6.26 The export base has traditionally been relatively narrow. Public investment will increase the imports of machinery and equipment by 15% per year on average and worsen the current account slightly. Over time, however the improved productive capacity will reduce the imports of construction material and boost export growth to 15% per year on average. This will ease the pressure on the current account. Exports of goods and services are expected to reach 10% of GDP on average while imports of goods and services are three times larger at about 30% of GDP. The current account deficit, including grants, is estimated at 6.0% of GDP per year on average (against 6.7% over 2002–2006) and the current account deficit, excluding grants, is estimated at 13.3% of GDP per year on average (against 12.6% over 2002–2006).

6.27 The nominal exchange rate is likely to continue to appreciate slightly if external inflows materialise as projected. Such moderate nominal appreciation in conjunction with the inflation differential is likely to induce a more pronounced real appreciation that could theoretically hamper export promotion efforts. The effective real exchange rate, however, is expected to be stable. Moreover, given that exports are still dominated by coffee, tea, mining and tourism, the sensitivity of the effective real exchange rate is rather limited.

6.28 Investment quality has been limited over time. The public investments will be submitted to closer scrutiny to ensure that new investment is targeted primarily at relieving structural constraints that penalise private sector development. All three sectors of activity (agriculture, manufacturing and services) are likely to benefit from the improved quality of public infrastructure. Such investment is essential to support a stronger and balanced pro-poor growth programme.

6.29 A consequence of fostering private investment is the need to mobilise national savings from the 2007 level of 12.4% up to 18.4% in 2012. This constitutes an important challenge but is not excessively optimistic in consideration of the fact that national savings were only 3.6% of GDP in 2002 and 2003. The mobilisation efforts are not only limited to domestic savings but also the important contributions of the Rwandan diaspora and wealthy Rwandans who return to the country or consider it as a prime location for their investments.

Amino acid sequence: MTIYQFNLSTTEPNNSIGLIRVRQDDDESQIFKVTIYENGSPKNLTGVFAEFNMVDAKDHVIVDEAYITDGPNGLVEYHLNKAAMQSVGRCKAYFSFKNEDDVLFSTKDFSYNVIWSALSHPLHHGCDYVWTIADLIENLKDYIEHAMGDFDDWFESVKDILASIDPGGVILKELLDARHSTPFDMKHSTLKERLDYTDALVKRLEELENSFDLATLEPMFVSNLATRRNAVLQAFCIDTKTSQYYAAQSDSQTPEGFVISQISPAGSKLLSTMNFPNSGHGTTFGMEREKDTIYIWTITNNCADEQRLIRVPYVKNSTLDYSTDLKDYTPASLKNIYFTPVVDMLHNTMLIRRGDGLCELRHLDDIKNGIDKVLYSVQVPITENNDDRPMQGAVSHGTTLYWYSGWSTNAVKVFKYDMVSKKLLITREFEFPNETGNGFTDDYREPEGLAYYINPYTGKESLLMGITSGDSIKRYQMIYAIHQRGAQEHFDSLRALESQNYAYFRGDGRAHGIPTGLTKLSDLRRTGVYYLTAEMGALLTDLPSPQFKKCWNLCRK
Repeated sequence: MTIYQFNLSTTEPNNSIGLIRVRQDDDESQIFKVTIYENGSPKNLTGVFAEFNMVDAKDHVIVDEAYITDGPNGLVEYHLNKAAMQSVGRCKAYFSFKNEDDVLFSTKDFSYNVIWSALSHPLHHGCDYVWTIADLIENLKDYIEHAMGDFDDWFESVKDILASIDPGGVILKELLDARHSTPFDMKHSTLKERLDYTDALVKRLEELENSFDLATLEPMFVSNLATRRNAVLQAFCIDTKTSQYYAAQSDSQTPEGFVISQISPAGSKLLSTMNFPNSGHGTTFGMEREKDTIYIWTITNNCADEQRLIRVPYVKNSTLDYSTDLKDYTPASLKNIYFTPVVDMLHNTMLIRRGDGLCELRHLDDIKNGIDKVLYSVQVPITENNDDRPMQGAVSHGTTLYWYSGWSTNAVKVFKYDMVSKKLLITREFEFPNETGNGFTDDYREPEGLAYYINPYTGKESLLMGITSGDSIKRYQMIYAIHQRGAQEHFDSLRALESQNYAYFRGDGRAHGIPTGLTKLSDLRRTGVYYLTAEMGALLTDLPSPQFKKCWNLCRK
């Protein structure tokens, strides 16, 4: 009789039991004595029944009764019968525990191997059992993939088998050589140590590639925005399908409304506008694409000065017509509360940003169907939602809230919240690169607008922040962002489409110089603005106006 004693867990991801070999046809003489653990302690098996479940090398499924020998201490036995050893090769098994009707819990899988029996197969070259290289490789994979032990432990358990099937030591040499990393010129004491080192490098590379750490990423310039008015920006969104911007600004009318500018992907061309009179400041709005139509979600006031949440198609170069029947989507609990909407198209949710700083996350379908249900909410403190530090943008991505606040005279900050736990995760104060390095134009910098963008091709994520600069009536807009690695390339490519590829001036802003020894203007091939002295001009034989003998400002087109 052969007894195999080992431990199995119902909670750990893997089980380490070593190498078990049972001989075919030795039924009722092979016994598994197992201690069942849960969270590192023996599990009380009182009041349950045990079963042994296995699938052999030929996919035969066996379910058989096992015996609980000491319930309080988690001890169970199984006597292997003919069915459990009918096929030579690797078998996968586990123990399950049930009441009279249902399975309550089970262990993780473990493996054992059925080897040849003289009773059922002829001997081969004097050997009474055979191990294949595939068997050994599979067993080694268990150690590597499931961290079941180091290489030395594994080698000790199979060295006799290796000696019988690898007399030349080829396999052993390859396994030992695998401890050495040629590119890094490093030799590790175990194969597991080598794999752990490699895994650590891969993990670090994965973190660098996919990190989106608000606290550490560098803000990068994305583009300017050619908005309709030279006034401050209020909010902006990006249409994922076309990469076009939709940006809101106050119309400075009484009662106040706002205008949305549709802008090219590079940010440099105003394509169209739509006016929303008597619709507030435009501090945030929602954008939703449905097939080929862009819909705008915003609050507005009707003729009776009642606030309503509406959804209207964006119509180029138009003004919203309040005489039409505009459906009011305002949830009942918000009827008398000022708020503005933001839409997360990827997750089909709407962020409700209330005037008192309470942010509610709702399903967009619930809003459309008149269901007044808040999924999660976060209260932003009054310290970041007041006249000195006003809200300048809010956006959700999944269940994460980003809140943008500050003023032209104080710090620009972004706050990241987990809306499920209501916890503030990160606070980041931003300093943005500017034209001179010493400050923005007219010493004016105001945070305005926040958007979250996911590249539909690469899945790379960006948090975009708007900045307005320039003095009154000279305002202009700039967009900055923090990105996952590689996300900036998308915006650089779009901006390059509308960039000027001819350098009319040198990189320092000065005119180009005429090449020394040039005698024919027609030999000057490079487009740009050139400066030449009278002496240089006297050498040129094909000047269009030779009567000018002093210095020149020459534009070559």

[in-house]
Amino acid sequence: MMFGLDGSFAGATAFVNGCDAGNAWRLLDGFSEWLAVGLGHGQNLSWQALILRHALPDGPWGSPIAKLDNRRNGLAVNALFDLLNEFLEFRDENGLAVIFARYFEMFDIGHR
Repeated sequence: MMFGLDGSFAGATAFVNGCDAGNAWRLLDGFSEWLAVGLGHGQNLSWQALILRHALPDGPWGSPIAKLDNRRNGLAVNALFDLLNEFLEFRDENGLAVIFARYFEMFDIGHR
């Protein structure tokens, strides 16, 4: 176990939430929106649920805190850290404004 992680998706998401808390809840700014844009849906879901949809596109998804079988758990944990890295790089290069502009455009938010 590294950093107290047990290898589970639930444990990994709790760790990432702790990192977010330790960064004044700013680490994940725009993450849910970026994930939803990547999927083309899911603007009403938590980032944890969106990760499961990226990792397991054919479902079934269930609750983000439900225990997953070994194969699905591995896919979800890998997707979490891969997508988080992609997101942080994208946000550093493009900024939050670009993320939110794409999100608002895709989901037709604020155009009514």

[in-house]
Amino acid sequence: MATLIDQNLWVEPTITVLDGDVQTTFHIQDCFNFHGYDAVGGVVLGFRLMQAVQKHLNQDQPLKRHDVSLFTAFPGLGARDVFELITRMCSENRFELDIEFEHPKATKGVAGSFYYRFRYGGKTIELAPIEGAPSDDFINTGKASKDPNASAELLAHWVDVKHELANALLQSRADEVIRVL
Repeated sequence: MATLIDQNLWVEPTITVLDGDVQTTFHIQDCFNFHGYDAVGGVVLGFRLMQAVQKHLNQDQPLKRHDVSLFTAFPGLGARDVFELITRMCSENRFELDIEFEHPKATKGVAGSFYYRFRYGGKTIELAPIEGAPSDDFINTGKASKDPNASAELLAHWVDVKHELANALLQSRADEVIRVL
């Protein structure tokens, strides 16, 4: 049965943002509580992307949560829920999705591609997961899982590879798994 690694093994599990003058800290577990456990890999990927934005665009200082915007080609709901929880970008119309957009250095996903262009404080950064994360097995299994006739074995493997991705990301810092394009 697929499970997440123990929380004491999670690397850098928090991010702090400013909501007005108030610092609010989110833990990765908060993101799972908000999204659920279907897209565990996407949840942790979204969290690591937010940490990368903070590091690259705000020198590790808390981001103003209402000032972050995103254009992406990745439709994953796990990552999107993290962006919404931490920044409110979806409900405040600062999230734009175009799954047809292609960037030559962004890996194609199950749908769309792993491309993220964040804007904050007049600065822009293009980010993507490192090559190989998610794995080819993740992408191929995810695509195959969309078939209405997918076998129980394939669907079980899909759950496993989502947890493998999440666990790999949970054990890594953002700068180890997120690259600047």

6.30 The macroeconomic frameworks can be summarised through selected economic and financial indicators (see Table 6.8) stemming from the macroeconomic framework for the medium term corresponding to the EDPRS period 2008–2012, with a reference to the base year 2007. See Table 6.8 for this summary.

Table 6.8Selected economic and financial indicators, 2007–2012
(Annual percentage changes, unless otherwise indicated)
Output and prices
Real GDP growth6.
GDP deflator (period average)
Consumer prices (period average)
External sector
Exports of G&S, f.o.b (in US dollars)15.715.
Imports of G&S, f.o.b (in US dollars)
Government finance
Revenue and grants22.317.610.610.011.011.2
Total expenditure and net lending31.410.511.110.811.610.9
Current expenditure23.96.97.611.910.510.8
Capital expenditure49.
Money and Credit
Net domestic assets 1/6.39.311.612.013.812.6
Domestic credit 1/16.714.915.215.716.315.8
Government 1/
Economy 1/13.414.114.214.314.615.2
Broad money (M2)13.415.615.214.516.514.8
Reserve money16.016.013.313.413.913.5
velocity (GDP/M2; end of period)
(In percent of GDP)
National income accounts
National savings12.413.614.316.017.418.4
of which: public3.
Gross investment18.219.420.322.023.424.4
of which: public9.49.710.
Savings-Investment gap 4/-5.8-5.8-6.0-6.0-6.0-6.0
Government net savings (- deficit)-6.2-5.1-5.0-4.7-4.7-4.4